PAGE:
Public Health Informatics and Information Systems

  • Patrick W. O’Carroll
  • Laura H. Ripp
  • William A. Yasnoff
  • M. Elizabeth Ward
  • Ernest L. Martin

Part of the Health Informatics book series (HI)

Table of contents

  1. Front Matter
    Pages i-xxvii
  2. The Context for Public Health Informatics

  3. The Science of Public Health Informatics

    1. Front Matter
      Pages 81-83
    2. Patrick W. O’Carroll
      Pages 85-97
    3. Janise Richards
      Pages 98-113
    4. Pete Kitch, William A. Yasnoff
      Pages 114-158
    5. Pete Kitch, William A. Yasnoff
      Pages 159-178
    6. Nancy M. Lorenzi, Robert T. Riley
      Pages 179-198
    7. Daniel B. Jernigan, Jac Davies, Alan Sim
      Pages 213-238
    8. Deborah Lewis
      Pages 239-250
  4. Key Public Health Information Systems

    1. Front Matter
      Pages 267-268
    2. Mary Anne Freedman, James A. Weed
      Pages 269-285
    3. Linda K. Demlo, Jane F. Gentleman
      Pages 286-315
    4. Patrick W. O’Carroll, Eve Powell-Griner, Deborah Holtzman, G. David Williamson
      Pages 316-334

About this book

Introduction

Let us not go over the old ground, let us rather prepare for what is to come. —Marcus Tullius Cicero Improvements in the health status of communities depend on effective public health and healthcare infrastructures. These infrastructures are increasingly electronic and tied to the Internet. Incorporating emerging technologies into the service of the community has become a required task for every public health leader. The revolution in information technology challenges every sector of the health enterprise. Individuals, care providers, and public health agencies can all benefit as we reshape public health through the adoption of new infor- tion systems, use of electronic methods for disease surveillance, and refor- tion of outmoded processes. However, realizing the benefits will be neither easy nor inexpensive. Technological innovation brings the promise of new ways of improving health. Individuals have become more involved in knowing about, and managing and improving, their own health through Internet access. Similarly, healthcare p- viders are transforming the ways in which they assess, treat, and document - tient care through their use of new technologies. For example, point-of-care and palm-type devices will soon be capable of uniquely identifying patients, s- porting patient care, and documenting treatment simply and efficiently.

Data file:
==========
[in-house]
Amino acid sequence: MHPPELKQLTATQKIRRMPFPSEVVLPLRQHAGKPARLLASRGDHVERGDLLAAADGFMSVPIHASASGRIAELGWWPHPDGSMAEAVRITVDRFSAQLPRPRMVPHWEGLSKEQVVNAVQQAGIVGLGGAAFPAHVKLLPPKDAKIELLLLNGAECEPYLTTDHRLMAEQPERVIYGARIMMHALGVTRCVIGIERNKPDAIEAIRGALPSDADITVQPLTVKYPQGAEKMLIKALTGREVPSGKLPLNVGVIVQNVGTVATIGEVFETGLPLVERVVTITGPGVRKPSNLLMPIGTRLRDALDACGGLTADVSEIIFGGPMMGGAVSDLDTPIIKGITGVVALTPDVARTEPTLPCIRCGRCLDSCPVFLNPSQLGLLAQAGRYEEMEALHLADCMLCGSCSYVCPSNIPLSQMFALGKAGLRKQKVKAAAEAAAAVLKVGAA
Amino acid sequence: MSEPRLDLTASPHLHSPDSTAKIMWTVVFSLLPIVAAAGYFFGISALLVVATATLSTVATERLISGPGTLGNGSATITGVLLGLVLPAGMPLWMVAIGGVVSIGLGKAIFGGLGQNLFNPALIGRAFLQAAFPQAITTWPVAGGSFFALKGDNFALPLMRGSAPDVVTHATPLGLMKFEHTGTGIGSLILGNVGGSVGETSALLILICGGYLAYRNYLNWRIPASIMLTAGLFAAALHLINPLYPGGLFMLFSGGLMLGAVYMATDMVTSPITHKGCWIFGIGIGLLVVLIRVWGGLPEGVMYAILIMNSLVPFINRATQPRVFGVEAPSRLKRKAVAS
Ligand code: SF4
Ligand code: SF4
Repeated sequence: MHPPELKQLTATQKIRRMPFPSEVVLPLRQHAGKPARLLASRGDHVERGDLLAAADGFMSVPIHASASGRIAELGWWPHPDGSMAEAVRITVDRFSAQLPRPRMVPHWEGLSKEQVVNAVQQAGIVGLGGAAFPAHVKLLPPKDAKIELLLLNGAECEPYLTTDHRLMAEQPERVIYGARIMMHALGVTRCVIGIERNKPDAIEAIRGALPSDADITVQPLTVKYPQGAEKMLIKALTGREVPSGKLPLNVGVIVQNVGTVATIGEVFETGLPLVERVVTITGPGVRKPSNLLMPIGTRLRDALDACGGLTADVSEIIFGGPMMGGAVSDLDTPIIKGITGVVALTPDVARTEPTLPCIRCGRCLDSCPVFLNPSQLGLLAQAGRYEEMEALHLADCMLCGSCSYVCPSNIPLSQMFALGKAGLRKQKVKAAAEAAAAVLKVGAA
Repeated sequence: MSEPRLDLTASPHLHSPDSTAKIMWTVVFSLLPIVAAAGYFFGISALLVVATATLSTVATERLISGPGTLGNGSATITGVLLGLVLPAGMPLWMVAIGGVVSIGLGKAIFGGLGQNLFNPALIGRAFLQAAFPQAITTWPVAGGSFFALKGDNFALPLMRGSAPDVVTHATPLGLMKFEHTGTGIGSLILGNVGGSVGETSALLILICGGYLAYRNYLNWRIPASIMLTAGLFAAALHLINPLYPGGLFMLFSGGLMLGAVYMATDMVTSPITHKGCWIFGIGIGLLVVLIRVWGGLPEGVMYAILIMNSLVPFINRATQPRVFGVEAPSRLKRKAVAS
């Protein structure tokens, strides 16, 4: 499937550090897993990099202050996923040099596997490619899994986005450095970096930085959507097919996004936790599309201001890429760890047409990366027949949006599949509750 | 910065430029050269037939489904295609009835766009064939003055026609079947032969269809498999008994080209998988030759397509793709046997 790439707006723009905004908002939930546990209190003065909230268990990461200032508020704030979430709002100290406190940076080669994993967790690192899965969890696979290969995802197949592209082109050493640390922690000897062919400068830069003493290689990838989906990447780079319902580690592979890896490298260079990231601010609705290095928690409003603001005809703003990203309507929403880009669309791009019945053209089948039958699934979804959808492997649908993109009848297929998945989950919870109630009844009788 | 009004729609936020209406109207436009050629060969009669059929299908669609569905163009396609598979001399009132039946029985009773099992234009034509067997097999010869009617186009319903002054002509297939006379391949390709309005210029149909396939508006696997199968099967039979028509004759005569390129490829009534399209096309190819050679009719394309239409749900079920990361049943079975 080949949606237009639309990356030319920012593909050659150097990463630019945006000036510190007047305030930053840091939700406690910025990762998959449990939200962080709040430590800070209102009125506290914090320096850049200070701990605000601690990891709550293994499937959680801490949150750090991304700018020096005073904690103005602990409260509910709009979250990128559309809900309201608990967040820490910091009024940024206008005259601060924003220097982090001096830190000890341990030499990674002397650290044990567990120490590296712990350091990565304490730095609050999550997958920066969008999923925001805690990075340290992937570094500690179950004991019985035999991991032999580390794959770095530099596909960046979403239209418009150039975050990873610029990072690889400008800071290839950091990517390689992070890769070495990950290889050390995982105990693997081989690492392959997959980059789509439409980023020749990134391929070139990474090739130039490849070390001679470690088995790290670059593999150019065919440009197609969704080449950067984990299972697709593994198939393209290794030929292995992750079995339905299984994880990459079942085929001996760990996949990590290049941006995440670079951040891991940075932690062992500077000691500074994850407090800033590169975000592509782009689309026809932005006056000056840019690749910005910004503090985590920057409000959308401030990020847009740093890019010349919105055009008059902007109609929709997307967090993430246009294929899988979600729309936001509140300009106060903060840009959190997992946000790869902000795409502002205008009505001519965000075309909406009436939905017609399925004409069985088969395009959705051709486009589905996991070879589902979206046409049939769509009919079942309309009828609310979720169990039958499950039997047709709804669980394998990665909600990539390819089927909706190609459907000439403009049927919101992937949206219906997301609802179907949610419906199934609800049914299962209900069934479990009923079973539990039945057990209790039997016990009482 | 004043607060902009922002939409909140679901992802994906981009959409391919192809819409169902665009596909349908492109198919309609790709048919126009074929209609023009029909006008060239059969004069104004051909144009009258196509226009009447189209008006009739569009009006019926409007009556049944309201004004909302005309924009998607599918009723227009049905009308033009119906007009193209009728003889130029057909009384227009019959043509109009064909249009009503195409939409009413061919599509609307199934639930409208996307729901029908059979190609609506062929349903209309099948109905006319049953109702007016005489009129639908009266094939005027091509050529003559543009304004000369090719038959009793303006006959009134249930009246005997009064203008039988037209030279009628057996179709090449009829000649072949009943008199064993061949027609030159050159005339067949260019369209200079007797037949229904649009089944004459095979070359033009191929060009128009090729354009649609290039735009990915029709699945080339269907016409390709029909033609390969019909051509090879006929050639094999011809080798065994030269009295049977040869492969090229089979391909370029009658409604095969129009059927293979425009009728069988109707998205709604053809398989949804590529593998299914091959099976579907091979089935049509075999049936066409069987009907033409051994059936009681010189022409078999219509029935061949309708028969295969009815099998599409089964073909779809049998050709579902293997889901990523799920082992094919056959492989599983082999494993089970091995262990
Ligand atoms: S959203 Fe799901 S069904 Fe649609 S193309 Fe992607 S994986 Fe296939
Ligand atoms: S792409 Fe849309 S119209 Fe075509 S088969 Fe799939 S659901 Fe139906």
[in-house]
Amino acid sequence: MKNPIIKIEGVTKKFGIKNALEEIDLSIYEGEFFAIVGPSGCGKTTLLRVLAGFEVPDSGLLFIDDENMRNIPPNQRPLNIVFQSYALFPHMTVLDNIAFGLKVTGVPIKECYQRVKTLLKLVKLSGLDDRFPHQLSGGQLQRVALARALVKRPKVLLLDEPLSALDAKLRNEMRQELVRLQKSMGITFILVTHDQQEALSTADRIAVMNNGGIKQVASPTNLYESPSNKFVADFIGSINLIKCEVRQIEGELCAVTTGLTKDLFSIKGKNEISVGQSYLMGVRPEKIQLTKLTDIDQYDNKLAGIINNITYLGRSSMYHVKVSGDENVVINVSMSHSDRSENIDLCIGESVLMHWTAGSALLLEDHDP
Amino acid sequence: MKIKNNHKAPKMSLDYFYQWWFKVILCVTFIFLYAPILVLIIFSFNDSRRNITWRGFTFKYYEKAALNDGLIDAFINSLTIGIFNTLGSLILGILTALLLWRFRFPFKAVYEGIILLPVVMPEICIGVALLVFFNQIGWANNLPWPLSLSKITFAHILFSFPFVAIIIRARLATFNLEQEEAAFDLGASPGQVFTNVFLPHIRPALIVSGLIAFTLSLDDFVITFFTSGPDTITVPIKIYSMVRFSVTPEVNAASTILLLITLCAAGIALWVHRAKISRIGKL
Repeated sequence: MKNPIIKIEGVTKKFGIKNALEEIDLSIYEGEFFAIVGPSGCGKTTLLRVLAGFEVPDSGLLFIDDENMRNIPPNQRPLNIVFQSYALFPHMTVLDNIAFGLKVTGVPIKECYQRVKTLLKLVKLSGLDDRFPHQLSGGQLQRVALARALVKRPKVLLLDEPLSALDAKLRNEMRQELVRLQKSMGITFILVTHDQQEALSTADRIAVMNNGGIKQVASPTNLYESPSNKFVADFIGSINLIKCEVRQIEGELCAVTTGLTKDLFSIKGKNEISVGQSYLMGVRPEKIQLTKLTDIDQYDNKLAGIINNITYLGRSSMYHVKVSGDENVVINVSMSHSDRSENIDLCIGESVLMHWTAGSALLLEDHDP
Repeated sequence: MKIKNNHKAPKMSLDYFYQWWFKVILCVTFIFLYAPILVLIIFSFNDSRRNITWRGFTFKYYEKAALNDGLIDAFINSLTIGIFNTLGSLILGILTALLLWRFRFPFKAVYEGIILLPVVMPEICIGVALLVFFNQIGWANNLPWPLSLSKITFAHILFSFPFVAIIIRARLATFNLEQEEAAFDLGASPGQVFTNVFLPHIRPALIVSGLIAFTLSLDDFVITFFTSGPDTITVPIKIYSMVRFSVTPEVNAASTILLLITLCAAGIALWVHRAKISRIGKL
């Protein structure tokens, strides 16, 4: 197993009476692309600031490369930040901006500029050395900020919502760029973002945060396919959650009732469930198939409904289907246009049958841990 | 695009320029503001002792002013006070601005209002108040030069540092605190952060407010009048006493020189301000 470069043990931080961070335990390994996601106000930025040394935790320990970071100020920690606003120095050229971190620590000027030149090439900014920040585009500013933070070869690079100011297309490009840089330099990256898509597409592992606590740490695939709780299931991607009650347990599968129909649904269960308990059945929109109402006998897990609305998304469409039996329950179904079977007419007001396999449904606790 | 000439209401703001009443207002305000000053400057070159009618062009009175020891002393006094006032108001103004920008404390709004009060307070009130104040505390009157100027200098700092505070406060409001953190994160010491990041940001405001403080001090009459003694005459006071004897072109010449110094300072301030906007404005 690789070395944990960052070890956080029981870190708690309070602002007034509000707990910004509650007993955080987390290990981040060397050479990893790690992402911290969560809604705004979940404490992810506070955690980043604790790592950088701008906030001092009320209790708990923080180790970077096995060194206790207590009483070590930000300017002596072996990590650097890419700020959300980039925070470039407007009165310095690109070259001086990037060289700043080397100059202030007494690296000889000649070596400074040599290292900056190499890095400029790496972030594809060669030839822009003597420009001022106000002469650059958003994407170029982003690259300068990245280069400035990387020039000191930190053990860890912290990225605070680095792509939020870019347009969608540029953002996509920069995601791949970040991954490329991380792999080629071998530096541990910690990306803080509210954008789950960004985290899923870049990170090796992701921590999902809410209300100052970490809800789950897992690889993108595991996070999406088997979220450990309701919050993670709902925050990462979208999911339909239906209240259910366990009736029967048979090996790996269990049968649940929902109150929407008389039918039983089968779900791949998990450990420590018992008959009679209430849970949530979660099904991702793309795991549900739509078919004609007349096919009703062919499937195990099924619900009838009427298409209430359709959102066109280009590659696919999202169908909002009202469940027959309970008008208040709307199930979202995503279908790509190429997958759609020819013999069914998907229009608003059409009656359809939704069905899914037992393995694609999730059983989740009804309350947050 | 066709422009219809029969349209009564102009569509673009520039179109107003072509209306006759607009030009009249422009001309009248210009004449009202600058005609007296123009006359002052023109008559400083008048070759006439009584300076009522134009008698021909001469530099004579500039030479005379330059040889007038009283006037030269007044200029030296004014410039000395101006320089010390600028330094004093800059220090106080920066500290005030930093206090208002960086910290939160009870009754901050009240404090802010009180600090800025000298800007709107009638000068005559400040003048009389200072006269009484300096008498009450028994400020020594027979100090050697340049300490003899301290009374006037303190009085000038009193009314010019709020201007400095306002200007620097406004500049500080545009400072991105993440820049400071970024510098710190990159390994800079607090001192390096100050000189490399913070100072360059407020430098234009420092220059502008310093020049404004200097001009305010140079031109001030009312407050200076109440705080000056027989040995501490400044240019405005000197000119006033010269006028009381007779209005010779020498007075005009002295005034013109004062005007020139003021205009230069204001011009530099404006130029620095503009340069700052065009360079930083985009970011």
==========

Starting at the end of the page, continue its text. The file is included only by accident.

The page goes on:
Keywords

Public Health Radiologieinformationssystem assessment medical informatics statistics

Editors and affiliations

  • Patrick W. O’Carroll
    • 1
  • Laura H. Ripp
    • 2
  • William A. Yasnoff
    • 3
  • M. Elizabeth Ward
    • 4
  • Ernest L. Martin
    • 5
    • 6
  1. 1.Centers for Disease Control and Prevention Northwest Center for Public Health PracticeUniversity of Washington school of Public HealthSeattleUSA
  2. 2.Crystal InsightsGovernment Division of Metatomix, Inc.WalthamUSA
  3. 3.Public Health Informatics InstituteDecaturUSA
  4. 4.Community Health Information Technology AllianceFoundation for Health Care QualitySeattleUSA
  5. 5.Electronic Data SystemsRoswellUSA
  6. 6.Truett-McConnell CollegeWatkinsvilleUSA

Bibliographic information

  • DOI https://doi.org/10.1007/b98877
  • Copyright Information Springer Science+Business Media New York 2003
  • Publisher Name Springer, New York, NY
  • eBook Packages Springer Book Archive
  • Print ISBN 978-1-4419-3018-7
  • Online ISBN 978-0-387-22745-0
  • Series Print ISSN 1431-1917
  • Series Online ISSN 2197-3741
  • About this book